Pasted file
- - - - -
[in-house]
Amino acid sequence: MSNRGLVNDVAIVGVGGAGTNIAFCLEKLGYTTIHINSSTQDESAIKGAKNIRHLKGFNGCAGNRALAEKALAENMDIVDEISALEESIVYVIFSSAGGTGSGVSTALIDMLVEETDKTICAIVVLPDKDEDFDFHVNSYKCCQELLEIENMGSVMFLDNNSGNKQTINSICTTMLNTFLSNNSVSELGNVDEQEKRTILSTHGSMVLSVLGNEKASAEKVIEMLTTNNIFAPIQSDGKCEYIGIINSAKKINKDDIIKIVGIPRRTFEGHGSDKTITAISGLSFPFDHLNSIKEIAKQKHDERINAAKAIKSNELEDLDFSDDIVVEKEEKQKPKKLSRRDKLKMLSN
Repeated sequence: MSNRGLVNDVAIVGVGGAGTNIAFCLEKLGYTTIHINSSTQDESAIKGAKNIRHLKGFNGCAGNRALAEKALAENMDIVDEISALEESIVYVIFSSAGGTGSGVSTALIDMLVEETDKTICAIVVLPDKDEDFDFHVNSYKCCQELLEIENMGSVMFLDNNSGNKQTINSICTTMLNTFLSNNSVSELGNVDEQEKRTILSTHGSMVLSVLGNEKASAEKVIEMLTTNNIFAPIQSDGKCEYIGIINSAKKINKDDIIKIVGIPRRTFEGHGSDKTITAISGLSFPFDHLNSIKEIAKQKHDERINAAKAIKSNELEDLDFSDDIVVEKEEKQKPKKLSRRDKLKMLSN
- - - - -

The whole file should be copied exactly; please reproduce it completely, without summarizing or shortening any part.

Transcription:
[in-house]
Amino acid sequence: MSNRGLVNDVAIVGVGGAGTNIAFCLEKLGYTTIHINSSTQDESAIKGAKNIRHLKGFNGCAGNRALAEKALAENMDIVDEISALEESIVYVIFSSAGGTGSGVSTALIDMLVEETDKTICAIVVLPDKDEDFDFHVNSYKCCQELLEIENMGSVMFLDNNSGNKQTINSICTTMLNTFLSNNSVSELGNVDEQEKRTILSTHGSMVLSVLGNEKASAEKVIEMLTTNNIFAPIQSDGKCEYIGIINSAKKINKDDIIKIVGIPRRTFEGHGSDKTITAISGLSFPFDHLNSIKEIAKQKHDERINAAKAIKSNELEDLDFSDDIVVEKEEKQKPKKLSRRDKLKMLSN
Repeated sequence: MSNRGLVNDVAIVGVGGAGTNIAFCLEKLGYTTIHINSSTQDESAIKGAKNIRHLKGFNGCAGNRALAEKALAENMDIVDEISALEESIVYVIFSSAGGTGSGVSTALIDMLVEETDKTICAIVVLPDKDEDFDFHVNSYKCCQELLEIENMGSVMFLDNNSGNKQTINSICTTMLNTFLSNNSVSELGNVDEQEKRTILSTHGSMVLSVLGNEKASAEKVIEMLTTNNIFAPIQSDGKCEYIGIINSAKKINKDDIIKIVGIPRRTFEGHGSDKTITAISGLSFPFDHLNSIKEIAKQKHDERINAAKAIKSNELEDLDFSDDIVVEKEEKQKPKKLSRRDKLKMLSN